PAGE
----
The identification of the new principal contradiction in 1981 paved the way for China to adopt the market based economic efficiencies, without giving up its fundamental ideologies of communism and socialism. Once a ‘principal contradiction’ is clearly identified, it is the foremost priority, and must be addressed without being diluted by the presence of other contradictions. Once the primary focus of Chinese Government became the bridging of the gap between the backwardness of Chinese economy and its aspiration for development, the other contradiction, like those between capitalist and communist theory became secondary. Following Mao’s theory on contradictions, this ideological contradiction between capitalist means and socialist ideology was not an antagonistic contradiction and could be addressed later by the society, after the ‘principal contradiction’ has been assressed.

The New ‘Principal Contradiction’ for the ‘Future Era’

During the October, 2017 Congress, Xi Zinping not only declared a ‘new’ principal contradiction, he also reported the decision of the CPC to opt for a two stage development plan that will lead China to a “great modern socialist country that is prosperous, strong, democratic, culturally advanced, harmonious, and beautiful”.

The new ‘principal contradiction’ that will remain central to the Chinese leadership henceforth would be the existing gap “between unbalanced and inadequate development and the people's ever-growing needs for a better life”. This practically translates into improving the lot of people who are yet to catch up with the benefits of economic developments in China. It may also include the aspirations for the people for a better quality of life in general, in particular, in respect of health, education, technology, infrastructure and employment. How exactly the Chinese government goes ahead with this new policy goal will gradually become clear as more details and explanations begin to emerge from the current session.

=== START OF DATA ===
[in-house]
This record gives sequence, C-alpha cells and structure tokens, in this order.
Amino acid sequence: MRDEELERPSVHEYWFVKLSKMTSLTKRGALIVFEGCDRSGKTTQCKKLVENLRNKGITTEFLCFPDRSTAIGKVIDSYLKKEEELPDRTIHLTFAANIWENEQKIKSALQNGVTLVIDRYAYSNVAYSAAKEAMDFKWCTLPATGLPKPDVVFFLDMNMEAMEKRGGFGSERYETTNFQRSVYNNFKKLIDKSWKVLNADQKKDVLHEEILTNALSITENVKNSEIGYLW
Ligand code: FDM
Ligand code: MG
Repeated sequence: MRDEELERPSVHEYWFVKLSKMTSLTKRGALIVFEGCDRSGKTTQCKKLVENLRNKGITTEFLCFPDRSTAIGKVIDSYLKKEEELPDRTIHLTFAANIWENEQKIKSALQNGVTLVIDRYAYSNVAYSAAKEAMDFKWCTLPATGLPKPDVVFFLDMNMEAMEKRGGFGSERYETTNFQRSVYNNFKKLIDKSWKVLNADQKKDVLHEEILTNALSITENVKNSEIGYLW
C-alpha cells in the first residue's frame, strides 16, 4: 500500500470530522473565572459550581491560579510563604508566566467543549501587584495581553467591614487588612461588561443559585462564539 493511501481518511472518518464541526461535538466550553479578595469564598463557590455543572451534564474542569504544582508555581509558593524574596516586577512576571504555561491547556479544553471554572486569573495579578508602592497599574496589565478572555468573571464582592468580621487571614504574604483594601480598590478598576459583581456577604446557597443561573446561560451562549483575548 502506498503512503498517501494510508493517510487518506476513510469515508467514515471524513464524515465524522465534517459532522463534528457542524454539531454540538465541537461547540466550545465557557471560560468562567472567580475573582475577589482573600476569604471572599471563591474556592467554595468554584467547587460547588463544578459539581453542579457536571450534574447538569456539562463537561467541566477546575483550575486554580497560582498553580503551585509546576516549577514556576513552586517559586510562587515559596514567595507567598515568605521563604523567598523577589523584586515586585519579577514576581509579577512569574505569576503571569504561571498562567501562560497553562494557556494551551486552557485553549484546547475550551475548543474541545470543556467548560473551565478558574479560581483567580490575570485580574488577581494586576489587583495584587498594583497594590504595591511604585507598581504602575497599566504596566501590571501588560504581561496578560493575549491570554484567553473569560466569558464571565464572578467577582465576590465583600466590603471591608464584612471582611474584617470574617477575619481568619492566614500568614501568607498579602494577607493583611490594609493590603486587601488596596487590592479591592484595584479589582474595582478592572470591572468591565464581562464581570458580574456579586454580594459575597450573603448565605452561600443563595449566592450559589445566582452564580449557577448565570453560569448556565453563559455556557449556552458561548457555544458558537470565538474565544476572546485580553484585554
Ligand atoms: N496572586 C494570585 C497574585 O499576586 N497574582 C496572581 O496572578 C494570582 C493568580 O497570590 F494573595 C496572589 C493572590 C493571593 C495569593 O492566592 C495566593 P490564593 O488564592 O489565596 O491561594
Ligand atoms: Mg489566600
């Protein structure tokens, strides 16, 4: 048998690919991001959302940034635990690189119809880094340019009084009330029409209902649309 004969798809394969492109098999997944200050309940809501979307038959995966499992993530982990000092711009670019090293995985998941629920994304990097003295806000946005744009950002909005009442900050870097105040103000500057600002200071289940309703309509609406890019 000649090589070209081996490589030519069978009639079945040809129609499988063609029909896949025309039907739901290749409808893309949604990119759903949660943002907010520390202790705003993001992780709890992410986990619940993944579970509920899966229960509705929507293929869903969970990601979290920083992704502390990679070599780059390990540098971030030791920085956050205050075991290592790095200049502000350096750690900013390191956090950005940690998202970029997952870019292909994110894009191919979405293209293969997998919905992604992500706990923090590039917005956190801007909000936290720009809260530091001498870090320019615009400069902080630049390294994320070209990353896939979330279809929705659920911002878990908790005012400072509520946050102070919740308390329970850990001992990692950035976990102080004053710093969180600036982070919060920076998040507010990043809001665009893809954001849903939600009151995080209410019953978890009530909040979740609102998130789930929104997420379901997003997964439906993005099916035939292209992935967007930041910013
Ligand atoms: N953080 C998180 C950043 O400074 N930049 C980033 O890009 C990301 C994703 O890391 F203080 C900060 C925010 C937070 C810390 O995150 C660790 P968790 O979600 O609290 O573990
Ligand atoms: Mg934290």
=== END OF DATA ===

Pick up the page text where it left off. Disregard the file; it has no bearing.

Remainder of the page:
The New Principal Contradiction & New Chinese Era: Real and Feasible?

China has always been very cautious about its stated goals, and one should not expect that the public reports will give out any clues about how it plans to deal with the rest of the world. However, when it comes to dealing with its own people, there is a clear acknowledgement this time that the people are aspiring for the moon, not only in economic terms but in political terms too, and fulfilling their aspirations would be the topmost priority for the Chinese leadership in years to come.

The ‘principal contradiction’ serves as a kind of ‘Vision and Mission’ statement, when it comes to various government agencies in China. It clearly establishes where the priorities are. Hence, it is bound to aid in shifting focus on people’s aspirations. To what extent China would actually be able to achieve those aspirations is something that only time will be able to tell us. However, at this stage, there is little to make the world doubt about its abilities.



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  • goldstay  25-10-2017
    Therefore, the principal contradiction is one that is based from a communist idea. Thank you for sharing.
    reply 0